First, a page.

1. #1
    Forum Member

    Join Date
    Mar 2004

    Unhappy Appartus acidents

    Exclusive Video of FDNY accident on ABC tv and on there web site.
    Pembroke Pines also involved with a crash with fatalities.Those are just the last 2 days, What can be done to reduce these accidents?
    How often do we refresh our EVOC class?How often should we refresh EVOC training? What else can be done? What is your departments policy about going through a red light with lights and siren?
    Last edited by kjohn23; 07-12-2004 at 09:56 AM.

  2. #2
    Sr. Information Officer
    NJFFSA16's Avatar
    Join Date
    Aug 2001
    25 NW of the GW


    From JEMS.com, an NFPA study:

    Sobering Statistics
    Vehicle crashes cause more firefighter deaths than fires, NFPA study finds; Last year more died in on-duty crashes than any year since 1977

    June 9, 2004 - Firefighters are more likely to die traveling to or from a fire than fighting one, and motor vehicles pose a greater hazard than flames, according to new data from the National Fire Protection Association (NFPA). All told, 105 firefighters died while on duty in 2003, up from 97 in 2002, primarily because of last year's bad wildland-fire season.

    Last year, 37 firefighters died while responding to or returning from alarms, while 29 died on the “fire ground” - the land or building where a fire occurs.

    NFPA has developed two standards to help fire departments establish safe-driving programs: NFPA 1002, Standard on Fire Apparatus Driver/Operator Professional Qualifications and NFPA 1451, Standard for a Fire Service Vehicle Operations Training Program.


    Sad facts, but quite true. Every firefighter needs to step back and review their driving habits. Come to a complete stop at red traffic lights. Those kids listening to the 500 watt, 10 speaker stereo system...can not hear your sirens....and aren't paying attention to your red lights.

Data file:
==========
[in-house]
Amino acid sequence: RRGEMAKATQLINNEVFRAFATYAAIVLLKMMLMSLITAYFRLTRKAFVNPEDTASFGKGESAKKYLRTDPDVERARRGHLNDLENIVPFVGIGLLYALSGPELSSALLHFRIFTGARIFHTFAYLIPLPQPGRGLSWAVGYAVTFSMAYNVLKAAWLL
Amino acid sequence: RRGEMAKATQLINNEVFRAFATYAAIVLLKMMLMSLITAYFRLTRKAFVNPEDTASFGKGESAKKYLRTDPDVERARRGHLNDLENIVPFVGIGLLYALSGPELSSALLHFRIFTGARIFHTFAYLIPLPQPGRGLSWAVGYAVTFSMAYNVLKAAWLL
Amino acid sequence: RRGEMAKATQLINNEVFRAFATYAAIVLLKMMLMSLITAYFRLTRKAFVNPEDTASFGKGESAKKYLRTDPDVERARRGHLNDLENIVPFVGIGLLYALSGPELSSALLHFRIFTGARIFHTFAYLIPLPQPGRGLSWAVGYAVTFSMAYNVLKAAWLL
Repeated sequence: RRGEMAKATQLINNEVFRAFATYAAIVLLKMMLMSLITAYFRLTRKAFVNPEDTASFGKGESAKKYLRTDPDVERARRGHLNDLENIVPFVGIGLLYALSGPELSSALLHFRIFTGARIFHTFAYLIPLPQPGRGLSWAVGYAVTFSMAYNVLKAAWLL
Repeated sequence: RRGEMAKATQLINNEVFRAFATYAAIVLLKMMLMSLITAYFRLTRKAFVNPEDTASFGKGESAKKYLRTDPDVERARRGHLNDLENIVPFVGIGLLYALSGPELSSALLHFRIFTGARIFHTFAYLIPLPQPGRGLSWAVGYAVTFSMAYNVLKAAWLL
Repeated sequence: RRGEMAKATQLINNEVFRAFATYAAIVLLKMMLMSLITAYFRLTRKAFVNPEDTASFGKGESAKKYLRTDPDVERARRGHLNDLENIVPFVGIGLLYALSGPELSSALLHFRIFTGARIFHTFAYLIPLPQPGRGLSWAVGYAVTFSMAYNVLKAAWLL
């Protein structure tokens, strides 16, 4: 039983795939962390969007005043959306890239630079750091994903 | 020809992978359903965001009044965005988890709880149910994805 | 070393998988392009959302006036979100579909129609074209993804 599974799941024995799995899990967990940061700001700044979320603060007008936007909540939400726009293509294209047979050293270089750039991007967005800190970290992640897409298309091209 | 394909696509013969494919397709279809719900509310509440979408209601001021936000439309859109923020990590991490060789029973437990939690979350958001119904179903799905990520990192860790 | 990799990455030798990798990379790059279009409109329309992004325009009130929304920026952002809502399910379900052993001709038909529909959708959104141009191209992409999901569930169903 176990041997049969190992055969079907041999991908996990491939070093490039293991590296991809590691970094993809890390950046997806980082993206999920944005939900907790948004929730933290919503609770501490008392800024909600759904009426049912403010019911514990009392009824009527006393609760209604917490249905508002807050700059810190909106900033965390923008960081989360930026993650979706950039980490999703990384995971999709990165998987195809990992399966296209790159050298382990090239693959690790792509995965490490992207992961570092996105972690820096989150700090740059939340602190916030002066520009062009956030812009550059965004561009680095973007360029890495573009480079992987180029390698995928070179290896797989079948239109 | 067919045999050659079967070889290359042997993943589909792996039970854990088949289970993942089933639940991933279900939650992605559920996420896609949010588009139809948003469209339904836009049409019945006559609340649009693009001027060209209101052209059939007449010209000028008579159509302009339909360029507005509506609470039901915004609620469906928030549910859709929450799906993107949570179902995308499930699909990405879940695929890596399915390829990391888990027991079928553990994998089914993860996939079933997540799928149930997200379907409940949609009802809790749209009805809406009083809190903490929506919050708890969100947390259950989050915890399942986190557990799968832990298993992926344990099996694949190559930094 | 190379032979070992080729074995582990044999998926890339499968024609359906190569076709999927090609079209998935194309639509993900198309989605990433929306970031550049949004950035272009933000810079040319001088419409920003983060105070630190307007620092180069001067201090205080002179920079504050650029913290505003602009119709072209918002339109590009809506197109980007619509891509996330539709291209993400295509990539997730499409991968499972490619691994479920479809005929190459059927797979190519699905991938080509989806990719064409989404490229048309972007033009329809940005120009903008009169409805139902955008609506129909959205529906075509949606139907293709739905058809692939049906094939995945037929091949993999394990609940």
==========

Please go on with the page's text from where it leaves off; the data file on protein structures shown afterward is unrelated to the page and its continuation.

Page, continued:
Join the discussion in these forums! Firefighters and the public are dying in these incidents.

    No Firefighter Should Ever Die Again!
    Proudly serving as the IACOJ Minister of Information & Propoganda!
    Be Safe! Lookouts-Awareness-Communications-Escape Routes-Safety Zones

    *Gathering Crust Since 1968*
    On the web at www.section2wildfire.com

  3. #3

    Join Date
    Jun 2004


    We gotta Stay alert out there and use proper audible and light signals some of the best out there are The Fed Q and Airhorns those usually get ppls attention pretty fast and also im seeing it more and more kids putting these big stereo systems in there cars which drown out the sounds our polocy for red lights and stop signs is to use siren at lest 200 ft away and keep usin it while u roll up on intersection at this time u should be goin about 10 to 15 MPH ready to stop make sure everyone sees you then proceed note takedown lights work good for at night shine them near car so you can see occupant because generally the light gets there Attn and like i said officer/passenger "Shotgun" as we call it should be an extra set of eyes for the Engineer but like i said the best way to prevent this stuff is to use your Lights and dont be shy with the Sirens there was an article in the magazine a couple monts ago about police and fire/rescue personnel not uusin sirens enough.
    And remeber you cant help anyone if you dont get there and its the engineers job to get you guys there and back safely.

  4. #4
    Forum Member
    Dave1983's Avatar
    Join Date
    Oct 2003
    Gator Country


    Not sure about the FDNY incident, but the one in south FL the civi ran a red light. Not sure we can fix that

    But in general, may I suggest, SLOW DOWN!!!


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